Within comics studies, V for Vendetta can be understood as 'an unconventional approach to the costumed superhero comic', both in formal and conceptual terms. It dissolves the strict dichotomy of hero and villain which became a trademark of Alan Moore's work in the 1980s. In 'Behind the Painted Smile', Moore explicitly names the Batman comics as the most relevant intertexts within the medium itself, a title in which hero and villains are uncannily alike. It is precisely this proximity to superhero comics that offers an ideal entrance point for a discussion of Gothic concerns in V for Vendetta. In its treatment of total institutions, V for Vendetta is conceptually indebted to early Gothic fiction, such as Charles Maturin's Melmoth the Wanderer. V for Vendetta is as successful in activating the readers' active participation in negotiating the questions described in this chapter as the classics of Gothic fiction.
This book explores a number of Alan Moore's works in various forms, including comics, performance, short prose and the novel, and presents a scholarly study of these texts. It offers additional readings to argue for a politically charged sense of Moore's position within the Gothic tradition, investigates surreal Englishness in The Bojeffries Saga, and discusses the doppelganger in Swamp Thing and From Hell. Radical environmental activism can be conceived as a Gothic politics invoking the malevolent spectre of a cataclysmic eco-apocalypse. The book presents Christian W. Schneider's treatment of the apocalyptic in Watchmen and a reassessment of the significance of liminality from the Gothic tradition in V for Vendetta. It explores the relationship between Moore's work and broader textual traditions, placing particular emphasis on the political and cultural significance of intertextual relationships and adaptations. A historically sensitive reading of From Hell connects Moore's concern with the urban environment to his engagement with a range of historical discourses. The book elucidates Moore's treatment of the superhero in relation to key Gothic novels such as The Castle of Otranto and presents an analysis of the nexus of group politics and survival in Watchmen. The book also engages in Moore's theories of art, magic, resurrections, and spirits in its discourse A Small Killing, A Disease of Language, and the Voice of the Fire. It also explores the insight that his adaptations of H.P. Lovecraft, which are laced with heterocosms and bricolage, can yield for broader understandings of his forays into the occult.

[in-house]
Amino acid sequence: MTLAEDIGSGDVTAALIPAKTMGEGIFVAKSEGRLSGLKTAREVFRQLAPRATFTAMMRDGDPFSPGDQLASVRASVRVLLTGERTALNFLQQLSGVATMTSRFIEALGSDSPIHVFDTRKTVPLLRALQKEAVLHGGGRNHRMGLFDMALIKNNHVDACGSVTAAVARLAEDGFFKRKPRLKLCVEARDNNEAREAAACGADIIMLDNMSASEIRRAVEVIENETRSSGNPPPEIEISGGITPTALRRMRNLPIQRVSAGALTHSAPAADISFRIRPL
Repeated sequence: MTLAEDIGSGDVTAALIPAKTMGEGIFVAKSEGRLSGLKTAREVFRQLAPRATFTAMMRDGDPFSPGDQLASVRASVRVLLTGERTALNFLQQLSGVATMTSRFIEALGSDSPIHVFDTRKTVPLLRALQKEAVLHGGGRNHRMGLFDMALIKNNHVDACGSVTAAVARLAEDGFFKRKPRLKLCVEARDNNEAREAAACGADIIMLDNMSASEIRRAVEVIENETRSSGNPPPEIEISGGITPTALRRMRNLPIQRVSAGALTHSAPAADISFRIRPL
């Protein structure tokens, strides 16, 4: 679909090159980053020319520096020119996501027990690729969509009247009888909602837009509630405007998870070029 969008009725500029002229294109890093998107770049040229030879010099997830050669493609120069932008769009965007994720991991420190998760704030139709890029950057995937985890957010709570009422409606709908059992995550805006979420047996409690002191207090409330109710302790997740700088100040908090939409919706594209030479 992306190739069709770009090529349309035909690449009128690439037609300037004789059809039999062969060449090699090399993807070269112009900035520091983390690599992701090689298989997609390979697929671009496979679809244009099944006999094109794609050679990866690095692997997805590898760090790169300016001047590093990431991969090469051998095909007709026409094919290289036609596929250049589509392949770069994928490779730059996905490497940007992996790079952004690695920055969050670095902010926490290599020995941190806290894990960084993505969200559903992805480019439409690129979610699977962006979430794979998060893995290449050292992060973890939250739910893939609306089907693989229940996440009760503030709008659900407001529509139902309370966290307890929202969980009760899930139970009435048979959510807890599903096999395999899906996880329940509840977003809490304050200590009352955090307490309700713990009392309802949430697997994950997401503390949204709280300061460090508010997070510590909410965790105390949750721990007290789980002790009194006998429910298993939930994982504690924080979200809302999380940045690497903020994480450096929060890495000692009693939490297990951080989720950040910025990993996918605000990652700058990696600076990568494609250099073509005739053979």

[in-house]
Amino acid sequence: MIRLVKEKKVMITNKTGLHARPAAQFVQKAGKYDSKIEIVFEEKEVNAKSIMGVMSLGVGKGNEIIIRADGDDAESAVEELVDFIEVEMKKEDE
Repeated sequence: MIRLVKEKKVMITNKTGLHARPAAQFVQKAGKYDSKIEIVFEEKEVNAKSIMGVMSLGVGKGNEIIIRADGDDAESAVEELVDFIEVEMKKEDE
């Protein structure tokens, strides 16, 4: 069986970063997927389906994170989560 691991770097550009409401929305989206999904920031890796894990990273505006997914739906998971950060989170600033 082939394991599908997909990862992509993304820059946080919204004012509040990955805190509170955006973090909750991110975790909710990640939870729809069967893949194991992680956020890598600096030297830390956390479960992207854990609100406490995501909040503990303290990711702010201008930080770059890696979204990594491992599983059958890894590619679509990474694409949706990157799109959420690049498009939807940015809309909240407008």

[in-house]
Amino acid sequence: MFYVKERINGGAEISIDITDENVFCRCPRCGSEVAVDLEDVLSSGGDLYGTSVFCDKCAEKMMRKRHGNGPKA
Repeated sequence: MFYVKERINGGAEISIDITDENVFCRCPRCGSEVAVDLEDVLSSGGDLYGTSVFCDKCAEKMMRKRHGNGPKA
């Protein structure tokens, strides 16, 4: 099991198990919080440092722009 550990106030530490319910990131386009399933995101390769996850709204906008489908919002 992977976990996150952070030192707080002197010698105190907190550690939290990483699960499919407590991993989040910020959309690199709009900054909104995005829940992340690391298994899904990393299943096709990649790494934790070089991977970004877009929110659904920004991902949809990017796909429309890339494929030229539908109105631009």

From global economics to domestic anxiety in contemporary art practice
landscapes of ghost estates use the idiom of classical
painting to evoke a sense of timelessness; the buildings assume the
gravitas of a Poussin temple; the photographs are irradiated with
the serene, purifying light of a Claude Lorraine. The light also
represents a gothic, liminal space – the threshold time
between dusk and dawn. Haughey describes the thinking behind his
process in a
tradition of Gothicliminality that includes works by William
Godwin, Ann Radcliffe and Mary Shelley. In Chapter 10 , Claire Sheridan makes a compelling case that
Watchmen also partakes of this literary inheritance,
noting that although Moore and Godwin are both committed to
anarchist politics, each remains acutely aware that it is only by
the social dimension of existence that humans can overcome the